Secure, fenced compounds any size up to one acre. Secure containers available. Would also build building to suit for long-term tenant. Zoned heavy industrial. Invermere Industrial Park. Phone 250-342-5297, 250346-3011 or 250-342-2100.

FOR LEASE 250.345.6129 Follow us on…

Pioneer Newspaper


Assorted sizes, easy access, immediate availability, long-term or short-term. Deck Properties Warehouse, Industrial Park. 250342-3166.

COMMERCIAL SPACE Rent/Sell approx. 2,400 sq. ft. between Home Renovation Center & Fitz Flooring. For more information, please call Lorne @ 250-270-0102. 864 sq. ft. warehouse space with loading dock. Unheated, $625/ month. Available immediately. Call 250-342-3637. For Lease: approximately 2,800 sq. ft. Across from Invermere Post Office. Contact Gordon at 250-3429271. For lease: 1,200 sq. ft. office space. Available immediately. Call Scott at 250-342-5758. Can you provide “down-home” cooking? Fancy-shmancy not required. A filling breakfast, a good hot lunch, or lunch buffet, and a mouth-watering and plentiful supper will ensure your success. Are you up to it? Maybe include a good pizza and/or fried chicken for the evenings, and you’ve got it made! Rent that varies with the seasons. Largest kitchen in the valley and an outdoor patio combined with indoor seating will allow for seating of nearly 100 people. Most of the ingredients for a successful restaurant! All that’s needed is YOU! Call John at Skookum Inn at 250342-6293 to inquire about leasing. For rent/lease: up to 1500 sq ft in Meadowland Art Works building, near Canadian Tire. 250-341-8875 or 250-342-3335.

SUITE FOR RENT CARRIAGE COURT APARTMENTS! Conveniently located behind Sobeys within walking distance to downtown. 2-bdrm townhouse units, outside entrance. Sliding glass doors open onto balcony overlooking private courtyard. Fireplace and W/D included in each unit. Long-term preferred, NP. Utilities not included. $850/month. Available immediately. 250-2700729. 2-bdrm apartments, downtown Invermere. Clean, quiet units, parking, walk to everything. Start at $775/month, N/S, references required, D/W, W/D hookups. Call Dennis, 250-342-6912. Radium: Bachelor – 1-bdrm – 2-bdrm fully-furnished units. 1-3 bdrm unfurnished apt. Rent includes heat, hydro, cable, and parking. D.D. required. N/S, pets possible. Call Joan at 250-3427517 for more information and availability. Radium: brand-new, furnished lower level suite for rent. 2-bdrm, 2-bath, lots of windows, bright and clean. Available immediately, N/S, N/P. $750/month + utilities. 250342-3790. Low, low monthly rates. Daily, weekly, and monthly. Motel Bavaria, Radium Hot Springs. Call 250-347-9915.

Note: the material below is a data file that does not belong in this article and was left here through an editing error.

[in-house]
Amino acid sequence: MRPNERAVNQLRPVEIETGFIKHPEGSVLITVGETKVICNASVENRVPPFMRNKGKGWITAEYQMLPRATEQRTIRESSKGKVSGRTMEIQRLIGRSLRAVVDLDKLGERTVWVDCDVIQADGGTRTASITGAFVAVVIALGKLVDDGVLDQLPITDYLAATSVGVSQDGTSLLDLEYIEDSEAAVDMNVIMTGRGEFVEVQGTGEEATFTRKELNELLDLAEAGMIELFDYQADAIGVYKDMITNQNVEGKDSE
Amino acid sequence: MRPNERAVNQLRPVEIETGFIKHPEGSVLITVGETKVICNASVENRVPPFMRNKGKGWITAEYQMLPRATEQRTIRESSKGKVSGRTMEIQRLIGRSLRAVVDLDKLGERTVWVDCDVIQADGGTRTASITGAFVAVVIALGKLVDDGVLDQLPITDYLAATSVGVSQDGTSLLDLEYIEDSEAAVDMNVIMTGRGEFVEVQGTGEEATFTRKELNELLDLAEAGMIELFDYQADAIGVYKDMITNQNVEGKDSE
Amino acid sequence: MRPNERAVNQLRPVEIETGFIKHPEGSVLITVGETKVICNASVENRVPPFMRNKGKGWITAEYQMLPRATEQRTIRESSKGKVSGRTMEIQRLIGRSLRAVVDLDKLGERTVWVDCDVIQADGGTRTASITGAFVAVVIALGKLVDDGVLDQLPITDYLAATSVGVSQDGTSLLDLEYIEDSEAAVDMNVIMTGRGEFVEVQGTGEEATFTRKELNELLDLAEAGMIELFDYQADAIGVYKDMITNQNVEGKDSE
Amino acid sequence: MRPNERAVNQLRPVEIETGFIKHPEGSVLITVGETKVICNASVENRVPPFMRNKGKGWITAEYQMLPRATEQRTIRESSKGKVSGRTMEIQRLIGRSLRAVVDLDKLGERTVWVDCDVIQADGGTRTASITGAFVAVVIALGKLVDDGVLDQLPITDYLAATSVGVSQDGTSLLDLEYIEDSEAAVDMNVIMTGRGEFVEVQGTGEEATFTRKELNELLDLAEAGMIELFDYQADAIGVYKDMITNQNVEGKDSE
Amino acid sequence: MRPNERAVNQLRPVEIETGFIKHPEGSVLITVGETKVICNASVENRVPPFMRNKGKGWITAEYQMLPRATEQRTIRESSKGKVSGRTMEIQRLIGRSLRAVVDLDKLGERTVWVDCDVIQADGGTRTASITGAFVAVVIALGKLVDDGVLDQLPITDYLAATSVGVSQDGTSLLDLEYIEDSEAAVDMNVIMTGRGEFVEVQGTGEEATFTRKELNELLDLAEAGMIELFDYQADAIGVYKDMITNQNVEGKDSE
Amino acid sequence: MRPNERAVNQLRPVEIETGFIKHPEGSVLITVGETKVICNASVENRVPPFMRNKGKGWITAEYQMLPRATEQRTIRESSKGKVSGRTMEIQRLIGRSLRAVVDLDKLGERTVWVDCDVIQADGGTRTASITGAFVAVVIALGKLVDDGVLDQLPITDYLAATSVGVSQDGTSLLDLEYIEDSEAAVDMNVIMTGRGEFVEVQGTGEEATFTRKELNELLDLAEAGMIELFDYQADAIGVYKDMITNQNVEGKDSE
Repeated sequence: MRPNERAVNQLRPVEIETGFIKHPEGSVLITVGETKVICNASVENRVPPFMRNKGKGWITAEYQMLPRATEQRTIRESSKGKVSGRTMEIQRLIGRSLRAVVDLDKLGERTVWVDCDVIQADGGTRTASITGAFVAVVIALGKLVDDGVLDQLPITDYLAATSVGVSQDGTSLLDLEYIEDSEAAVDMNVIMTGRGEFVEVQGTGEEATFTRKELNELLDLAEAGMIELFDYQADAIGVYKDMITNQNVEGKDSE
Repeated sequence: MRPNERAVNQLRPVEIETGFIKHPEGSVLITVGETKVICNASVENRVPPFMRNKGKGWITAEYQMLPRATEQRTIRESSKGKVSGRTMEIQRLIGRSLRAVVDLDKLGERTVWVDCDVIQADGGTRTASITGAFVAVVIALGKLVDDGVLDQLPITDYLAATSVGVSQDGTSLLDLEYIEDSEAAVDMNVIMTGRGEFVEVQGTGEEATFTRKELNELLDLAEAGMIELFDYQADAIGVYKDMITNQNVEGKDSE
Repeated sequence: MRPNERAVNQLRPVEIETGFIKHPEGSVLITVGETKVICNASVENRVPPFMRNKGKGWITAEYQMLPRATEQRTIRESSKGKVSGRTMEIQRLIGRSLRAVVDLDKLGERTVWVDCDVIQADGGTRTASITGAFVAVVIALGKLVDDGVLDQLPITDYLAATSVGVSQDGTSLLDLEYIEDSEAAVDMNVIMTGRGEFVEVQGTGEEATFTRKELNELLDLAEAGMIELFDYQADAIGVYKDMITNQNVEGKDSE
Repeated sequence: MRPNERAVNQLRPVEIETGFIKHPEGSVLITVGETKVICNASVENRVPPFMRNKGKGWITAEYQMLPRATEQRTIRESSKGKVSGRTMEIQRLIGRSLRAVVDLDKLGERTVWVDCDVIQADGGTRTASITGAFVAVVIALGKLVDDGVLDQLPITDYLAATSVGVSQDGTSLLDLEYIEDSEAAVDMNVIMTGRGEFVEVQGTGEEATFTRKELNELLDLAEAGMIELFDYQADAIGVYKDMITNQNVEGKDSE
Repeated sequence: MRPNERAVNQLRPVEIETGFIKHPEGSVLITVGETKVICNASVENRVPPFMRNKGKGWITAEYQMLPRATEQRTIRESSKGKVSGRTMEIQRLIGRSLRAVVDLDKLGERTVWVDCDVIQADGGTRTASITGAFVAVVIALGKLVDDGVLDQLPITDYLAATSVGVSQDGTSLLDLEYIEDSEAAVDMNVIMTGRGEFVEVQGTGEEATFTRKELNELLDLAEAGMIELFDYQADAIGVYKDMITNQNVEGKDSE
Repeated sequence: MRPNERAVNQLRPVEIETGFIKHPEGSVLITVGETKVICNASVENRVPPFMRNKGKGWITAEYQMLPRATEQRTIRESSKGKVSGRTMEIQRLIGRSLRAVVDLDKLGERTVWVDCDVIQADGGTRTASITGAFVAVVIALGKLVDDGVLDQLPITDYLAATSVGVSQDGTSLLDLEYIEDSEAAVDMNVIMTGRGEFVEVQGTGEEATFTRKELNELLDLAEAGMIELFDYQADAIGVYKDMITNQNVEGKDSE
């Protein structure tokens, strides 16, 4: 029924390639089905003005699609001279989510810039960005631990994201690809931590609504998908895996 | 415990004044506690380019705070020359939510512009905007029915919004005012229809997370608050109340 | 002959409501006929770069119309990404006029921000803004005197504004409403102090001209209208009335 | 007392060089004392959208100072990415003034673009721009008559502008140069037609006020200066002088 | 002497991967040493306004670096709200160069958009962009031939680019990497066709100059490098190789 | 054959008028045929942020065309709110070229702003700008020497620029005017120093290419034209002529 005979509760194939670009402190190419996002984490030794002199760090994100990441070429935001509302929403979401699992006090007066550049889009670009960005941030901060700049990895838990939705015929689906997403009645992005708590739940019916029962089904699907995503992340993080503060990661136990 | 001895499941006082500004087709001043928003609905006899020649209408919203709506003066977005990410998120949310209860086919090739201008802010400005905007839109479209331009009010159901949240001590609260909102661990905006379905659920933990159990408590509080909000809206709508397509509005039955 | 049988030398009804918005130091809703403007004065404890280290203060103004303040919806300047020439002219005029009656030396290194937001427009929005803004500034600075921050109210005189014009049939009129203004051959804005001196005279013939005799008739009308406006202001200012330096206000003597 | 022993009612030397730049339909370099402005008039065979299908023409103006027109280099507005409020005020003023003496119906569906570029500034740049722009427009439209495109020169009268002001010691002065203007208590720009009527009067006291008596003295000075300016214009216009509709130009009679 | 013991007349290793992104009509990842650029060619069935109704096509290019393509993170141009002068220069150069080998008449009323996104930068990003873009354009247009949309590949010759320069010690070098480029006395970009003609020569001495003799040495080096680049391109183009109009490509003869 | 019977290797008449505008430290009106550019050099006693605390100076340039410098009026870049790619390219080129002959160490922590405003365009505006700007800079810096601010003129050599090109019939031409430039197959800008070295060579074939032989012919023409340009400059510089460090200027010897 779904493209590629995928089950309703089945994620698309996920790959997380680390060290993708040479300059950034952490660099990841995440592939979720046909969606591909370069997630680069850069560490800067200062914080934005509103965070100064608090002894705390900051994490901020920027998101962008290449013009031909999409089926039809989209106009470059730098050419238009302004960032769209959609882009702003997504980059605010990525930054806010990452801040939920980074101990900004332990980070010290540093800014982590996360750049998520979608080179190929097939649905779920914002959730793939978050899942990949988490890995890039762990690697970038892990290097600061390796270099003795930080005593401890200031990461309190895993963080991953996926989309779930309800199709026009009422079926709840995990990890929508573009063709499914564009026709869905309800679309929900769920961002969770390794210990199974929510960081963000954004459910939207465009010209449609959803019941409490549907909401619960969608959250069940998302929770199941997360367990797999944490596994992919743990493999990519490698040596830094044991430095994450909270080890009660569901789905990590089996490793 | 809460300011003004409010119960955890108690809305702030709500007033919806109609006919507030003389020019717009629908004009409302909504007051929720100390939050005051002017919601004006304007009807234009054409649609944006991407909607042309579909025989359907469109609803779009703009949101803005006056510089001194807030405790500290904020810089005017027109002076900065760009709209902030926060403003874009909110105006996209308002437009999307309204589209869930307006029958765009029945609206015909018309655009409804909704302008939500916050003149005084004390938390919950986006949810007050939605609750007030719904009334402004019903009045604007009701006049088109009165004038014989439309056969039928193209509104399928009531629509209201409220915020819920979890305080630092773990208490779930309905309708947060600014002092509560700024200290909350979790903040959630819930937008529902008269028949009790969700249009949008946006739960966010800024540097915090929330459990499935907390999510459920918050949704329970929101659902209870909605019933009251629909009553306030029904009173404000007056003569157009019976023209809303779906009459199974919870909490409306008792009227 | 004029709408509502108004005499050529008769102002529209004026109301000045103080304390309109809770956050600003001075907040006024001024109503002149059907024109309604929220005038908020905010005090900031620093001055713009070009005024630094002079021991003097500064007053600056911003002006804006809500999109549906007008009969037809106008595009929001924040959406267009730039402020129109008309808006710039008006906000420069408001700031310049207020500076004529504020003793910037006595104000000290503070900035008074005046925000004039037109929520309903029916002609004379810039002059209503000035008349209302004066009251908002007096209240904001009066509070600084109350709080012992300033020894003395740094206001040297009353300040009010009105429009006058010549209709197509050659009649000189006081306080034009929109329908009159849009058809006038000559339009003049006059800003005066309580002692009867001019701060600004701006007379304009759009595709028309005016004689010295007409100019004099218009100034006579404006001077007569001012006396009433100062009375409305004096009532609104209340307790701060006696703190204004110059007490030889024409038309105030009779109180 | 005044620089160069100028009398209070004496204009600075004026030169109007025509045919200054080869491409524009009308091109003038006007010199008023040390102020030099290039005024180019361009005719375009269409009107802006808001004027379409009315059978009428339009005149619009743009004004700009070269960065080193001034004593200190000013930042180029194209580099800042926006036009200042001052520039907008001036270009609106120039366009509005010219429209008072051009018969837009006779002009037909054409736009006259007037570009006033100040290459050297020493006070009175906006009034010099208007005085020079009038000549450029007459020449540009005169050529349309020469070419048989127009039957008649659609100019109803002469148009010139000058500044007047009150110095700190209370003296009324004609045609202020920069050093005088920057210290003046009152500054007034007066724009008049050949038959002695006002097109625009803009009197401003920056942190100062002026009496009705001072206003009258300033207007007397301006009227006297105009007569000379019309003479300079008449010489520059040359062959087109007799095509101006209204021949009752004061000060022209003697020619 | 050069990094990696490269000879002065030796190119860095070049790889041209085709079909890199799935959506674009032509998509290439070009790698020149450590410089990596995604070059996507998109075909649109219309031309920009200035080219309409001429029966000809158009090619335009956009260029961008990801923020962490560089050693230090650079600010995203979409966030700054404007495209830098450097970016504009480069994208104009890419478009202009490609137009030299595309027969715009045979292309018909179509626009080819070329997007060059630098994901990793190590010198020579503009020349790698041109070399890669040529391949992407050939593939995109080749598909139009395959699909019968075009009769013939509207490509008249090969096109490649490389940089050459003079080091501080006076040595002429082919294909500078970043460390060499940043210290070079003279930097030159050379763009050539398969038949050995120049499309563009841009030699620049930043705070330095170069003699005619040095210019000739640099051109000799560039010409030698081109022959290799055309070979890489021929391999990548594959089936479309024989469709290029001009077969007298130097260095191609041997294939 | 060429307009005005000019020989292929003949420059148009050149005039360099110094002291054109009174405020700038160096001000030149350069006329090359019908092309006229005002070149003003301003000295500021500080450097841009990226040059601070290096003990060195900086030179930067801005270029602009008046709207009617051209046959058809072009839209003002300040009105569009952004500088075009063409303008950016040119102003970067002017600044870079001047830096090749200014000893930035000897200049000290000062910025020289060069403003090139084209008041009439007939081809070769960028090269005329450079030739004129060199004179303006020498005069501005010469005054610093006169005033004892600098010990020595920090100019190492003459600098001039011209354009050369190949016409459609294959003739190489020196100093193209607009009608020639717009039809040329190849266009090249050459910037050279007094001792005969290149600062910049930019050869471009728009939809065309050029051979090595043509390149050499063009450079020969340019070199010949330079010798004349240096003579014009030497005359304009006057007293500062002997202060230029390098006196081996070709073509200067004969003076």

Beautiful 1,200 sq. ft. luxury apartment. 2 bdrms, 2 baths, 5 appliances. Must be seen. N/S, N/P. $1,200/month + hydro. References required. Available immediately. E-mail or 250-342-5805. 3-bdrm apartment close to the hospital and schools. W/D, large yard and garden. Available immediately. $950/month. Call 250-342-3790. 1-bdrm lower level walk-out. Quiet location, close to beach and downtown. Lots of windows, infloor heat, D/W, W/D. $775/month utilities included. 250-342-3790. 2-bdrm apartment, close to downtown Invermere. Fullyfurnished, balcony, shared laundry, N/S, pets negotiable, storage space available. $850/month, utilities included. Available immediately. 250-426-5454. Clean, quiet, bright, large, 1-bdrm upstairs suite for rent in Columere Park. $650/month + hydro. Call 250-345-6524. 2-bdrm lower walk-out in Black Forest, Invermere. Very bright and roomy. $800/month, includes utilities. N/S, available immediately. 250-342-1305.